Cedar trees line Capital of Texas highway on December 17, 2014. Every winter, the pollen from mountain cedar trees brings misery to allergy sufferers. Dborah Cannon American-Statesman
Cedar trees line Capital of Texas highway on December 17, 2014. Every winter, the pollen from mountain cedar trees brings misery to allergy sufferers. Dborah Cannon American-Statesman

Fort Worth

Mountain cedar blows into Fort Worth area

By Bill Hanna


January 27, 2015 01:19 PM

It’s spring-like outside with sunny skies and temperatures climbing into the 70s.

What could possibly make anyone stay inside?

Mountain cedar, of course, the culprit behind those itchy eyes, runny noses and non-stop fits of sneezing.

“It’s kind of unfair,” said Fort Worth allergist Robert Rogers. “The weather is really pretty but it’s exactly the days we want to be outside that the pollen counts climb.”

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Fueled by southerly winds that blow the pollen up from the Hill Country, the pollen counts typically soar from December through February when mountain cedar, also known as ashe juniper, unloads clouds of irritant.

Earlier this month, the pollen counts were kept down by cold, wet weather. But as the temperature climbs, so do the pollen counts.

On Tuesday, the mountain cedar count was 1,643 grains per cubic meter in Dallas, the highest this season and higher than any day last season.

That’s miniscule compared to Tuesday’s cedar pollen count of 6,410 in San Antonio. Last January, San Antonio recorded a whopping cedar count of 22,670.

“If you’re allergic to mountain cedar, don’t go to the Hill Country to get away from it,” said Fort Worth allergist Susan R. Bailey. “Go north or east. Whatever you do, don’t go south.”

Seeking solutions

The solutions to battling mountain cedar are limiting your time outdoors on warm, windy days and staying on a regimen of medications.

Fort Worth allergist James Haden advises the most serious allergy sufferers to shower and change clothes after being outdoors.

And all of the allergists interviewed said there are good over-the-counter medications to battle allergies. These include antihistamines like Claritin, Allegra and Zyrtec.

Along with these medications, over-the-counter nasal sprays like Nasacort, Nasalcrom and Flonase, which will become available without a prescription next week, can all help reduce nasal inflammation.

But Rogers cautions that nasal sprays take time.

“They’re very effective but they’re slow to work,” said Rogers, who is also president of the Tarrant County Medical Society. “The cortisone spray is cumulative. It takes 4-5 days to work.”

For some serious allergy sufferers, the over-the-counter medications won’t be enough and they’ll have to see their primary care physician or an allergist. The most serious sufferers might need to begin a regimen of allergy shots.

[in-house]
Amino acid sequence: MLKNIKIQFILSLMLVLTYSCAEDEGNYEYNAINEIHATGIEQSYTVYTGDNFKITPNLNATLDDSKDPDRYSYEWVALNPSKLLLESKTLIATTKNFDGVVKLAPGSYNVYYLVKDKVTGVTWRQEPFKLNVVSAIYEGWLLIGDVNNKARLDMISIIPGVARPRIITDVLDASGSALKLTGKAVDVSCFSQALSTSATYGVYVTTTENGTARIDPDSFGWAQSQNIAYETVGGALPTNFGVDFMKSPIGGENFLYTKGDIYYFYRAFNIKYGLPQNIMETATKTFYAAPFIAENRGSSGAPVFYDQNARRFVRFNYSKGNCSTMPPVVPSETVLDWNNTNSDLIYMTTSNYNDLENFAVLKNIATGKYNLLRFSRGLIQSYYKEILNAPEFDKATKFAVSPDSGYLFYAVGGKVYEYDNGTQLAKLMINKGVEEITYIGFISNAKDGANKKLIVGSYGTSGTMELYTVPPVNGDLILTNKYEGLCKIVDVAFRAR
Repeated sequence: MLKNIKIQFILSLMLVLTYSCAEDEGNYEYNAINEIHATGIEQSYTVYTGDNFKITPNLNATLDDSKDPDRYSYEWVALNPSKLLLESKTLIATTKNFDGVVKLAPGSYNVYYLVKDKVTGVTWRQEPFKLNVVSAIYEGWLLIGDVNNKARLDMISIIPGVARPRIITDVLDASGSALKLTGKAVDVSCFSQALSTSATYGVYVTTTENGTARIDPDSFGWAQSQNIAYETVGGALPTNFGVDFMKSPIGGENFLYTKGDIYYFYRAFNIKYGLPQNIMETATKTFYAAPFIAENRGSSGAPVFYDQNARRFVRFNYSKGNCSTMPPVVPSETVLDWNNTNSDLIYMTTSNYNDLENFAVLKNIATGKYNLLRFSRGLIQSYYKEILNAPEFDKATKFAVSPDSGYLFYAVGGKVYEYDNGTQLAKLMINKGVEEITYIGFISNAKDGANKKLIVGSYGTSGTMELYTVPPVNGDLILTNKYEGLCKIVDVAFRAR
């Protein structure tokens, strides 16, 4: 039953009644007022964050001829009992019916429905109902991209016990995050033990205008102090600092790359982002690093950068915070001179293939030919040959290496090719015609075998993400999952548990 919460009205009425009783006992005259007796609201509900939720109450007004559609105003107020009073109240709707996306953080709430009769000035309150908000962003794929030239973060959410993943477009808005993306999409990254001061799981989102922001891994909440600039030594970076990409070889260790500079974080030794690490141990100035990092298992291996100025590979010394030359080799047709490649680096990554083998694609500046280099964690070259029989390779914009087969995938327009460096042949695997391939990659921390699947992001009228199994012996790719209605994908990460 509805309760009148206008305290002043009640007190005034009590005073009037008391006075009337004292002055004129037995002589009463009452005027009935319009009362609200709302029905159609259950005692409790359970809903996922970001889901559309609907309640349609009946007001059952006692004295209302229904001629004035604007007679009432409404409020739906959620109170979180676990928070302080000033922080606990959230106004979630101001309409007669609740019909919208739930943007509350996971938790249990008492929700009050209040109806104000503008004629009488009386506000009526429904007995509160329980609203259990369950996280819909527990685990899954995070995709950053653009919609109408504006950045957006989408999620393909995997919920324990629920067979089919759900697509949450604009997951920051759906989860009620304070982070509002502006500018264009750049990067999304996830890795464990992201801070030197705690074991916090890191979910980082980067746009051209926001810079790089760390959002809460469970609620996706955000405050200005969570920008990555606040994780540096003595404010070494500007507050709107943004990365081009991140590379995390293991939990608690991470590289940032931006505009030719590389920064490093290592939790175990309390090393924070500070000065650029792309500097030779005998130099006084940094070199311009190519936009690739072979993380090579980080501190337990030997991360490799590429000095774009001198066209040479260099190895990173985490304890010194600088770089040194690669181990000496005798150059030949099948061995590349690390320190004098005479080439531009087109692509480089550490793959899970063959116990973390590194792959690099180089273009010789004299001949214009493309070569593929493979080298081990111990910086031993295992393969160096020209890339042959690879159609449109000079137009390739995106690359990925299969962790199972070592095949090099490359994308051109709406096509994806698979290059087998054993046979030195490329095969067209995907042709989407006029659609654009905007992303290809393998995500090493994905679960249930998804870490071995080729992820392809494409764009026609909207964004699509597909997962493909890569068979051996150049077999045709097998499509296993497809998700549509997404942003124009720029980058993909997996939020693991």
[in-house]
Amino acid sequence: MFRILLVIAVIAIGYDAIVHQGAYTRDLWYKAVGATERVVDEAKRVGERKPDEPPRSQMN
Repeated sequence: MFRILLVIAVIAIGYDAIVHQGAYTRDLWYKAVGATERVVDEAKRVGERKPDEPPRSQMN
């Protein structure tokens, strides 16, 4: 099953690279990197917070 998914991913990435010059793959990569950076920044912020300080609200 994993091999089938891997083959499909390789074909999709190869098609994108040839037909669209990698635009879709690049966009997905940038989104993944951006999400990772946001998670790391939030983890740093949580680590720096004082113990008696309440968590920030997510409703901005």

So how do you tell if it’s allergies or a cold?

“Itching really helps,” Rogers said. “It’s common with allergies — not a cold. If you have a fever, that’s a sign it’s a cold and most colds last seven to 10 days. If it lasts longer, that can be a clue. Family history is also important. There’s a fairly strong hereditary trait with allergies.”

Relief this weekend?

With a big cool down not coming until Friday, allergy sufferers may have to wait for the weekend to see relief. There’s also a chance for more rain. Haden warns that the mountain cedar count “may be higher tomorrow.”

The University of Tulsa’s mountain cedar forecast on Tuesday concurred, listing the exposure risk as severe for Austin, San Antonio and Dallas-Fort Worth.

“Long-distance travel and dispersal at some distance is expected today and tomorrow,” the forecast said. “With the southerly winds, the most affected areas will be north of the pollinating trees.”

Estelle Levetin, chair of the Department of Biological Science at the University of Tulsa who does the forecasts, said she wasn’t surprised by the high counts on Tuesday.

Her trajectory maps show the pollen blowing straight into the DFW area from the Hill Country.

So how long will it last?

Typically, it starts tapering off sometime in February.

“We may be another three to four weeks away,” Bailey said. “Sometimes we see mountain cedar go into March but it didn’t get off to a late start like last season so hopefully the end isn’t too far away.”

Bill Hanna, 817-390-7698

Twitter: @fwhanna

Living with mountain cedar

▪ Keep windows closed at home during the pollen season, especially on windy days.

▪ Keep the home dusted, but the person who is allergic should not do the dusting.

▪ Always shower immediately after working outside or spending time outside. This will get the pollen off your skin and out of your hair.

▪ Wear close-fitting or “wrap-around” sunglasses to reduce pollen in the eyes. Use artificial-tears eyedrops to wash away the pollen.

▪ If you have allergies, take prescribed antihistamines and nasal sprays daily during the season. They work much better to prevent allergy symptoms before they start than to fix the symptoms after they start.

Source: Star-Telegram archives and Fort Worth allergist James Haden